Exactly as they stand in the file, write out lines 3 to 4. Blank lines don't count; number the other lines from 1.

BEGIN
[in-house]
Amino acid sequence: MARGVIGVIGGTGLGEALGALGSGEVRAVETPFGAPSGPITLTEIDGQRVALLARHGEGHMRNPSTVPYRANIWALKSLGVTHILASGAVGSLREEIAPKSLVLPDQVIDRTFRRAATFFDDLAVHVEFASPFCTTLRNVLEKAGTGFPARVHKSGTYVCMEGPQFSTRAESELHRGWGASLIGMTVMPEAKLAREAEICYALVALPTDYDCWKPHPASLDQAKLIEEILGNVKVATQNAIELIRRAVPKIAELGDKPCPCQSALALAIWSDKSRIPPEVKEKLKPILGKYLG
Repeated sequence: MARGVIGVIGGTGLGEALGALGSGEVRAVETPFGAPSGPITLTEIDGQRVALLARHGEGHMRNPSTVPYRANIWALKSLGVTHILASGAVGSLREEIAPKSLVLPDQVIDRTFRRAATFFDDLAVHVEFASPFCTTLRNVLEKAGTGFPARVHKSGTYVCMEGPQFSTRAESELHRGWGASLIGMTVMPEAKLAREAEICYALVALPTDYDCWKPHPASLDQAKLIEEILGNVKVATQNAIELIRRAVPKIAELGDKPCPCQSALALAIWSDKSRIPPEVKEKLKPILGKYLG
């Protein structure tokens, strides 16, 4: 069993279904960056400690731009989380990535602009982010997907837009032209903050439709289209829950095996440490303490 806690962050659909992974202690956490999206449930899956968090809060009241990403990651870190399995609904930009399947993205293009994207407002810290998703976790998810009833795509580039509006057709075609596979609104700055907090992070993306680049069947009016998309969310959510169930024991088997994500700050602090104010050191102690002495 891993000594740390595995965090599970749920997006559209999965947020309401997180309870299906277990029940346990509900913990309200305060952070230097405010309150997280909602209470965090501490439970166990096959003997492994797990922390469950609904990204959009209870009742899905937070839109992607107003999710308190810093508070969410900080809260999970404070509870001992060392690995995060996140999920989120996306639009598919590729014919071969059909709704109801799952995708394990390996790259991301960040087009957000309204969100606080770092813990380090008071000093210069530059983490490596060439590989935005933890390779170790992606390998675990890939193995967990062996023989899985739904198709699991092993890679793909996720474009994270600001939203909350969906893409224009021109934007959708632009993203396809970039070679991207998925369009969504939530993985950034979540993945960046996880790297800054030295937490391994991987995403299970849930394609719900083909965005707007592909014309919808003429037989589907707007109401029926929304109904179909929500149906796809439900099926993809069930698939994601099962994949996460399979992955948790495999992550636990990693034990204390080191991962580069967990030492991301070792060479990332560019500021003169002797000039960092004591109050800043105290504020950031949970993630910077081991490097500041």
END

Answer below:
Repeated sequence: MARGVIGVIGGTGLGEALGALGSGEVRAVETPFGAPSGPITLTEIDGQRVALLARHGEGHMRNPSTVPYRANIWALKSLGVTHILASGAVGSLREEIAPKSLVLPDQVIDRTFRRAATFFDDLAVHVEFASPFCTTLRNVLEKAGTGFPARVHKSGTYVCMEGPQFSTRAESELHRGWGASLIGMTVMPEAKLAREAEICYALVALPTDYDCWKPHPASLDQAKLIEEILGNVKVATQNAIELIRRAVPKIAELGDKPCPCQSALALAIWSDKSRIPPEVKEKLKPILGKYLG
């Protein structure tokens, strides 16, 4: 069993279904960056400690731009989380990535602009982010997907837009032209903050439709289209829950095996440490303490 806690962050659909992974202690956490999206449930899956968090809060009241990403990651870190399995609904930009399947993205293009994207407002810290998703976790998810009833795509580039509006057709075609596979609104700055907090992070993306680049069947009016998309969310959510169930024991088997994500700050602090104010050191102690002495 891993000594740390595995965090599970749920997006559209999965947020309401997180309870299906277990029940346990509900913990309200305060952070230097405010309150997280909602209470965090501490439970166990096959003997492994797990922390469950609904990204959009209870009742899905937070839109992607107003999710308190810093508070969410900080809260999970404070509870001992060392690995995060996140999920989120996306639009598919590729014919071969059909709704109801799952995708394990390996790259991301960040087009957000309204969100606080770092813990380090008071000093210069530059983490490596060439590989935005933890390779170790992606390998675990890939193995967990062996023989899985739904198709699991092993890679793909996720474009994270600001939203909350969906893409224009021109934007959708632009993203396809970039070679991207998925369009969504939530993985950034979540993945960046996880790297800054030295937490391994991987995403299970849930394609719900083909965005707007592909014309919808003429037989589907707007109401029926929304109904179909929500149906796809439900099926993809069930698939994601099962994949996460399979992955948790495999992550636990990693034990204390080191991962580069967990030492991301070792060479990332560019500021003169002797000039960092004591109050800043105290504020950031949970993630910077081991490097500041």